There are a variety of reasons about why HIV/AIDS disproportionately affects the Black population in the U.S., from a higher poverty rate to the stigmatization of gay sex, to a higher rate of IV drug use (many of these issues are overlapping). Doctors, assistants, nurses, and other professionals need to understand the background issues in order to provide the best care to black HIV patients, Downer says. She adds that there are additional difficulties in caring for those with different language and ethnic and cultural identities, such as blacks from the Caribbean and parts of Africa.
Dr. Downer, who was born in Jamaica but trained in the U.S., says practitioners must better understand the diversity of backgrounds of their black patients. “Professionals need to know what to do if a person who comes from the islands, for example, insists that she got HIV because her grandmother must have done something evil.”
Educating and creating infrastructure
Dr. Downer insists that anyone who is licensed to practice medicine anywhere should have a minimum of six hours of training in HIV. “This should be done by the states. It is a public health as well as a security issue.” For her part, Dr. Downer and her institute have helped provide cultural relevance training to more than 43,000 clinicians and providers over the past ten years.
As part of the National HIV/AIDS Strategy (NHAS) unveiled last July, President Obama made increasing the number of AIDS doctors and health specialists a priority. NHAS states that to properly care for the thousands of HIV-positive Americans who are expected to be introduced into the system, the U.S. must create a pipeline of culturally competent HIV-care providers, including doctors, nurses, physician’s assistants, and other practitioners. The eventual rollout of promised state insurance exchanges, part of the Affordable Health Care Act of 2010, many in the black communities who are underinsured or lack insurance could benefit, experts say. But a big stumbling block, as always, is money. With states cutting back severely on public services, and states slashing ADAP funding, the problems could get worse for many people of color in the near future.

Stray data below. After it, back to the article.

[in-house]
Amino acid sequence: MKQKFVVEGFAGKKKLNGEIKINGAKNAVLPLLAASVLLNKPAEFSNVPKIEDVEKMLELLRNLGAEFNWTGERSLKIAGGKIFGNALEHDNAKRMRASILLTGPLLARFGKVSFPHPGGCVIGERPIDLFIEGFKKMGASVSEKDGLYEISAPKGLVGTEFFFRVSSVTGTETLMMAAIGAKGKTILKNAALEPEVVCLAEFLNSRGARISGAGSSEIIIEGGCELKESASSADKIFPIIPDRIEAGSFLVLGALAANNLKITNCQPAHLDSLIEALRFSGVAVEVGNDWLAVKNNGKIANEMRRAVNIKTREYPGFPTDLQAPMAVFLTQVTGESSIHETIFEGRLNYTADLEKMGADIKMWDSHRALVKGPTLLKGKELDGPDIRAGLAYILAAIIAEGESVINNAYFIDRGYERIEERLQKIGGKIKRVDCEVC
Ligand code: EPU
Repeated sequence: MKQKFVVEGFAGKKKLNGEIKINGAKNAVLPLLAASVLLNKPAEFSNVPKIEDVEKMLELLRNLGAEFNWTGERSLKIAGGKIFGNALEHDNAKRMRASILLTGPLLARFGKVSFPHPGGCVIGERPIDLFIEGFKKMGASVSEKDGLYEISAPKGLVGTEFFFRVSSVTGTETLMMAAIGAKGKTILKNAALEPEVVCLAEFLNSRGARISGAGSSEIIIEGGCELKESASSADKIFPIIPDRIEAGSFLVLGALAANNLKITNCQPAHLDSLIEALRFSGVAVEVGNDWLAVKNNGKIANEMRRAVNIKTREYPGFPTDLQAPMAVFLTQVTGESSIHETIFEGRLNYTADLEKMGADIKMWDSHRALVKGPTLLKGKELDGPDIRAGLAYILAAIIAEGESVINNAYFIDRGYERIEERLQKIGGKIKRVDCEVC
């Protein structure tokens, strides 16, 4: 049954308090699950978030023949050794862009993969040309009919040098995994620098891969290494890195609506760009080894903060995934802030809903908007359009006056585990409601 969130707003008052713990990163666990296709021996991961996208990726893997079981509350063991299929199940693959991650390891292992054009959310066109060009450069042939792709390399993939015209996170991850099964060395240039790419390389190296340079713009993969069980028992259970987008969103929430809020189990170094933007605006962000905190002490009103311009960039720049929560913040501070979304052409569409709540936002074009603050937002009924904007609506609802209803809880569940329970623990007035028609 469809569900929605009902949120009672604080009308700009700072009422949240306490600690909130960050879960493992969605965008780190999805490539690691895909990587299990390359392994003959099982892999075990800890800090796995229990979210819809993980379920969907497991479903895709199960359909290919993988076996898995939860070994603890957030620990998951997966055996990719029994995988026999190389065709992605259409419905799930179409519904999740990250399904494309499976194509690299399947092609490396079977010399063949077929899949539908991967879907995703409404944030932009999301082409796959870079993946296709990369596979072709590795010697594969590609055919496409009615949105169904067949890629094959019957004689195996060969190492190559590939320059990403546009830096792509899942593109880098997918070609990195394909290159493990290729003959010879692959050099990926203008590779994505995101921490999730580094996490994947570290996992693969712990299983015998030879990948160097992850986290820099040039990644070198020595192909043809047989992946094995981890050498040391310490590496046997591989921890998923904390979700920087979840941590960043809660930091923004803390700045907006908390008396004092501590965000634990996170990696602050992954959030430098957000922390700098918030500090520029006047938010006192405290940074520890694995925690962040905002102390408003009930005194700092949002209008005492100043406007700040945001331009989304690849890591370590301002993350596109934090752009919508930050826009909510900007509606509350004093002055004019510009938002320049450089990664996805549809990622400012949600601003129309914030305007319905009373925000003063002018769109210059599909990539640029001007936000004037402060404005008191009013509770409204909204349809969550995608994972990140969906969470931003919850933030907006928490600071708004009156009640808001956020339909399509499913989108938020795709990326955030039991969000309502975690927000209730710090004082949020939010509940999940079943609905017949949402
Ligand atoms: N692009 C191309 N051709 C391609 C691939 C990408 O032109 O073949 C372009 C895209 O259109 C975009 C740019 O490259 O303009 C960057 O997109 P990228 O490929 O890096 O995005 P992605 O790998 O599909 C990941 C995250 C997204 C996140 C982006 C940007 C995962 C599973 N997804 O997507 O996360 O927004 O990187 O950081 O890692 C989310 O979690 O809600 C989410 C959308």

Even with the Administrations’ attention to the issue, it’s still an uphill climb to bring more black doctors into the system, help low income people afford care, and train all types of practitioners in the intricacies of treating the populations they serve and make it financially worth their time to do so. Dr. Downer believes it can be done as long as physicians who are doing a good job are acknowledged and encourage other black physicians to become trained in HIV. She also says the HIV Testing and Awareness Day on July 24, will help spread the word that more black doctors need to step up to the plate.
Larry Buhl is a freelance journalist and screenwriter living in Los Angeles.